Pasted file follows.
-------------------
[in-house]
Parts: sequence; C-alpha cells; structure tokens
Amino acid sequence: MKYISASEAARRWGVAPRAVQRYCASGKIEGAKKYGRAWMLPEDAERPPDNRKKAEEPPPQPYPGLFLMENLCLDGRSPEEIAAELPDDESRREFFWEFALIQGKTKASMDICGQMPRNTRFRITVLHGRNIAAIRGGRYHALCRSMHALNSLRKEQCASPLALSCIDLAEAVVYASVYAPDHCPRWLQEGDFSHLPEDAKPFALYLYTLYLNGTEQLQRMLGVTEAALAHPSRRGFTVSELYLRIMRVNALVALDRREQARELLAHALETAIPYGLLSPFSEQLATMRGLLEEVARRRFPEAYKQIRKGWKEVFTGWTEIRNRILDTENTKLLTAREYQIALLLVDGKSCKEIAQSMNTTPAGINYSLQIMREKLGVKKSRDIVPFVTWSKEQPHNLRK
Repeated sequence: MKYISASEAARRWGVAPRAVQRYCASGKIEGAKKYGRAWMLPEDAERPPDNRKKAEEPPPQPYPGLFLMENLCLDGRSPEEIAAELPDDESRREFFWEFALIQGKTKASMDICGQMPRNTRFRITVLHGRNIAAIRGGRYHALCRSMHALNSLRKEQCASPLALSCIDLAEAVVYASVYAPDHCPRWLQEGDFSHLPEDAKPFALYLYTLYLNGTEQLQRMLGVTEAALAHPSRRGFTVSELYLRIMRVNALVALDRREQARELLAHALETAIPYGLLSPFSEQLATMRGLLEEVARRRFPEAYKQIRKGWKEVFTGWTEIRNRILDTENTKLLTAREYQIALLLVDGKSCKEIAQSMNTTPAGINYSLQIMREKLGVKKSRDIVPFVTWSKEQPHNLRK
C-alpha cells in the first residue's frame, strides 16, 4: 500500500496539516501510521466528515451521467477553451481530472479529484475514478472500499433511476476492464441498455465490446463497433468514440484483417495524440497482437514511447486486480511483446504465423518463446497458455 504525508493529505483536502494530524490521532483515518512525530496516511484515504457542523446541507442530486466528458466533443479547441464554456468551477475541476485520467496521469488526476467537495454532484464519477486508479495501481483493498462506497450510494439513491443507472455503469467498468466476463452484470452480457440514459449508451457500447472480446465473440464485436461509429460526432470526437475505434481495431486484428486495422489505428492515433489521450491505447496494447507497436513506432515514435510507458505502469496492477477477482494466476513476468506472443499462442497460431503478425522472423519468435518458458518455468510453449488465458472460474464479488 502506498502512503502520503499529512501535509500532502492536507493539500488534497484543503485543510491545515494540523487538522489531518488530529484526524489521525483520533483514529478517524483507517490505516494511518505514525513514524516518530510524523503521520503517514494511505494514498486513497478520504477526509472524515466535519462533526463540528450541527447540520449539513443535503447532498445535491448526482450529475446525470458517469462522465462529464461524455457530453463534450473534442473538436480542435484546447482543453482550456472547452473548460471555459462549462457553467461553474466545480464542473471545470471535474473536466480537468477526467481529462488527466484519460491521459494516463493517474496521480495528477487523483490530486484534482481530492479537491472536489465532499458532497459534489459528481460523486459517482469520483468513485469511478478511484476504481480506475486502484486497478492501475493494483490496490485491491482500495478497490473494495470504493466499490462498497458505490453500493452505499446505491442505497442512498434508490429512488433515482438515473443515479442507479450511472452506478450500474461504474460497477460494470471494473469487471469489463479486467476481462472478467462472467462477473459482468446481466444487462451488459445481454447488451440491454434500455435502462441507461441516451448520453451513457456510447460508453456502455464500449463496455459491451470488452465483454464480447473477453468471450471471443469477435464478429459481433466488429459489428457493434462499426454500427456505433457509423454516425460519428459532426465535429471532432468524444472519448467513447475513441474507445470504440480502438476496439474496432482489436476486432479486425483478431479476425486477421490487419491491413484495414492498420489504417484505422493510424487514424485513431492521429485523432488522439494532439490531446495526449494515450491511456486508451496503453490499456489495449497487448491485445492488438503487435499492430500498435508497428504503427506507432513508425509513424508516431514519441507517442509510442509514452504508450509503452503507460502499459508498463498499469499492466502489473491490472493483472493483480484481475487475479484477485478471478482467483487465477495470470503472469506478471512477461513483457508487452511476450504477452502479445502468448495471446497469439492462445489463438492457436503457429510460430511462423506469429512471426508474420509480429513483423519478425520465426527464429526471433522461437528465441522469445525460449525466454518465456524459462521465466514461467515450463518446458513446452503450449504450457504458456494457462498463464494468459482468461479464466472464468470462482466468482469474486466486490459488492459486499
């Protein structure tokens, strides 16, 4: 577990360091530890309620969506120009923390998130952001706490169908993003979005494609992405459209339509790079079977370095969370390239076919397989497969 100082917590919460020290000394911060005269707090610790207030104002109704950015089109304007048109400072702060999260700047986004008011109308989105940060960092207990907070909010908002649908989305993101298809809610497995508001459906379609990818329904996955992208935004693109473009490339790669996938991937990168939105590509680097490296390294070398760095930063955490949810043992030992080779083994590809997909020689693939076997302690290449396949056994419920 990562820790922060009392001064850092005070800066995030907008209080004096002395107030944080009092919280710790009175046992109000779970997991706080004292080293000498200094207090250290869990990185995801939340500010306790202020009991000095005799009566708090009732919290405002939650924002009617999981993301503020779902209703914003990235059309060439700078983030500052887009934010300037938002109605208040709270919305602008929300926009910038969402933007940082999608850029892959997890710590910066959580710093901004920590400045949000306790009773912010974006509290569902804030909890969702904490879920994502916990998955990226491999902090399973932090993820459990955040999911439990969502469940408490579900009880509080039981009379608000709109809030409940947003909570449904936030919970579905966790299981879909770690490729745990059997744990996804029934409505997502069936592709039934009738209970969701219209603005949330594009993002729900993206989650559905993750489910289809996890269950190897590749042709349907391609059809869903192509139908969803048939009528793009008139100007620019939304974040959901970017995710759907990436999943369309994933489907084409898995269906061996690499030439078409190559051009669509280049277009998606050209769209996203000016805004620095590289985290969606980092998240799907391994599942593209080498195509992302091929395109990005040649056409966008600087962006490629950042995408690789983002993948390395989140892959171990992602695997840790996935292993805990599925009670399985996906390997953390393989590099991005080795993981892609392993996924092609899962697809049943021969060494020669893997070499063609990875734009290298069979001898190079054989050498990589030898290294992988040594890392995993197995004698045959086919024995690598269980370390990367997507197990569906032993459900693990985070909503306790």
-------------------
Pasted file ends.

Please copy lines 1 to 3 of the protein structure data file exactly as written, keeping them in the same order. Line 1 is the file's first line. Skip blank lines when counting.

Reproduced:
[in-house]
Parts: sequence; C-alpha cells; structure tokens
Amino acid sequence: MKYISASEAARRWGVAPRAVQRYCASGKIEGAKKYGRAWMLPEDAERPPDNRKKAEEPPPQPYPGLFLMENLCLDGRSPEEIAAELPDDESRREFFWEFALIQGKTKASMDICGQMPRNTRFRITVLHGRNIAAIRGGRYHALCRSMHALNSLRKEQCASPLALSCIDLAEAVVYASVYAPDHCPRWLQEGDFSHLPEDAKPFALYLYTLYLNGTEQLQRMLGVTEAALAHPSRRGFTVSELYLRIMRVNALVALDRREQARELLAHALETAIPYGLLSPFSEQLATMRGLLEEVARRRFPEAYKQIRKGWKEVFTGWTEIRNRILDTENTKLLTAREYQIALLLVDGKSCKEIAQSMNTTPAGINYSLQIMREKLGVKKSRDIVPFVTWSKEQPHNLRK